Our plane landed in Casablanca - Bogie never slept here - and after a walking tour we were taken by bus to Rabat, the capital of Morroco. In Rabat we were first introduced to The Tea Ceremony which we were to witness everywhere we went.
We then left the Atlantic coast and drove in land to the agricultural region where we visited Volbulis, an ancient Roman town. The Roman empire has facinated me since I studied Latin in high school and now I have seen its ruins all around the Mediterranean.
Moulay Ismail, around 1672 was instrumental in raising Meknes to the rank of an imperial city..
Fez is the embodiment of the country's histry and its spiritual and religious capital. It is not surprising that it has been declared a World Heritage Site by UNESCO.
We then headed south to the Sahara desert for three nights of camping in the desert.
After leaving our tents in the Sahara we drove across the Stone Mountains and were more than ready, and greatful, for the warm rooms and showers in Tinehir. We toured the city and then drove into the Atlas Mountains to Gorges Tudra. That evening, before dinner, the ladies had their hands decorated with Henna. The following day, although it was cold and raining, we again went into the Atlas mountains to Gorges Dades and then had lunch with an iman.
Our journey next took us to Ouarzazate an ancient caravan stop and city made important as an outpost of the French Foreign Legion.
Alt Benhaddou, an ancient Berber city and the site of many movies, was as much like a fantasy land as we could hope to see.
When we finally arrived at the fabeled city of Marrakech, it was like having finally arriving at the Emerald City in the Land of OZ after traveling for weeks on the yellow brick road. Here the souks and sites are just magical.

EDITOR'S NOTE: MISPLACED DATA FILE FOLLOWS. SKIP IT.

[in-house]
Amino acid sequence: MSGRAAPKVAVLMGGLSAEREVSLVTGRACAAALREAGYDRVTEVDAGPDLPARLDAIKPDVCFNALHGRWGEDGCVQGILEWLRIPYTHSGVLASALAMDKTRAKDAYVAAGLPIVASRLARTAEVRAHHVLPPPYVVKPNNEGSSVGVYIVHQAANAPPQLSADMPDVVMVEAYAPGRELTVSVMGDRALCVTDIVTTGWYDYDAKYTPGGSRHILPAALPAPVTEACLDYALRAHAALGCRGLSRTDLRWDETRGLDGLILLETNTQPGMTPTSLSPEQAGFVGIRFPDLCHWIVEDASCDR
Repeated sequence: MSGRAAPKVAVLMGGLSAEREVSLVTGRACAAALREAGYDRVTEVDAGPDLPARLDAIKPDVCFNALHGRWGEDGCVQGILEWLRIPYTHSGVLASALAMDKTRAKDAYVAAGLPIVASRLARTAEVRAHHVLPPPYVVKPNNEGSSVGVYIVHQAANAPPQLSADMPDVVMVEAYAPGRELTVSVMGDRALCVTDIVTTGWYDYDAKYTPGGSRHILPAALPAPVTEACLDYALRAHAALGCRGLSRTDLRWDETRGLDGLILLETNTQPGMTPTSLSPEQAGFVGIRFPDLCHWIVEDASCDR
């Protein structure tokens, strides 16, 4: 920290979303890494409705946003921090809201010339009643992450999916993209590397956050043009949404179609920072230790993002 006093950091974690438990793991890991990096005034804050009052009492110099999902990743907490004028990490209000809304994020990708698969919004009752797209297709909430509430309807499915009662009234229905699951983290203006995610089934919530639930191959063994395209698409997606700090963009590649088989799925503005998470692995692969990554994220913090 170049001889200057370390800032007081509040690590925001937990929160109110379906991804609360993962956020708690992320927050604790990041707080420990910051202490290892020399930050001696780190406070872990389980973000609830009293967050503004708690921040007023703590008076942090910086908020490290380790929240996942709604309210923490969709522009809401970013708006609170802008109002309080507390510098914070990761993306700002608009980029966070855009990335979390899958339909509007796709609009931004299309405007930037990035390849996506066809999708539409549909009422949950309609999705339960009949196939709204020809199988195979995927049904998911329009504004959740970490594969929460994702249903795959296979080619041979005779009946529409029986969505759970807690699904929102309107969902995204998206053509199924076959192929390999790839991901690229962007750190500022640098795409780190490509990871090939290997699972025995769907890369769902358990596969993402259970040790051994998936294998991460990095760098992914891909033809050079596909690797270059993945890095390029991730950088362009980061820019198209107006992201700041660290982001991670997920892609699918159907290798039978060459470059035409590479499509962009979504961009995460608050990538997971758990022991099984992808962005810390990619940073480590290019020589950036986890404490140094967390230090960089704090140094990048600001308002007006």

Our four day post-trip took us to Essauira, a Portugese city on the Atlantic ocean, a mule safari through the Atlas mountains, and the Cascades d'Ouzoud.
We arrive in Morocco at sunrise and are introduced to the beaches of Casablanca
We are taken to a restaurant overlooking the ocean and
a cold early morning wind blows across the Atlantic as Fran is
served hot mint tea and pastries
After a long flight Fran is entitled to more than one pastry
Bob discovers it is orange season in Morocco
The Mosque of King Hassan II is the 3d largest Mosque in the world. Minnesota Twins
eat your heart out. The cedar roof over the main portion of the Mosque can be retracted
in three minutes and closed in two.
Delicate tile work on the Minaret on the King Hussan II Mosque. Green is the
color of Islam and that is why all the tile is that color.
Tile work on the Mosque
Interior of the Mosque. In the center of this picture is the niche which, in
this part of the world, is always located in the western end of the prayer hall.
If you face the niche when you pray you will always be facing east toward Mecca
which is an Islamic requirement. Believe it or not, in Minnesota the niche is
located so the faithful face northeast over top of the globe to Mecca. To
the right of the niche is the Minbar, or pulpit, which is decorated with verses
from the Koran. This Mosque will accommodate 20,000 male worshippers while another
80,000 can pray in the surrounding area.
Men and women do not worship together in the Mosque. On the second floor, and
hidden from view, is the women's gallery which has room for 5,000 worshippers.
Beautiful cedar geometric artwork on the ceiling. This is only a tiny part
of the cedar wood carved ceiling in the Mosque of Hassan II. Imagine this
in three dimensions if you can.
Family in the park in Casablanca
Flowers in the market
Meat on the hoof in the open market. But note it has been inspected and has a bar code.
Fresh fish neatly laid out for sale
Belli at the Grand Titons, June 2015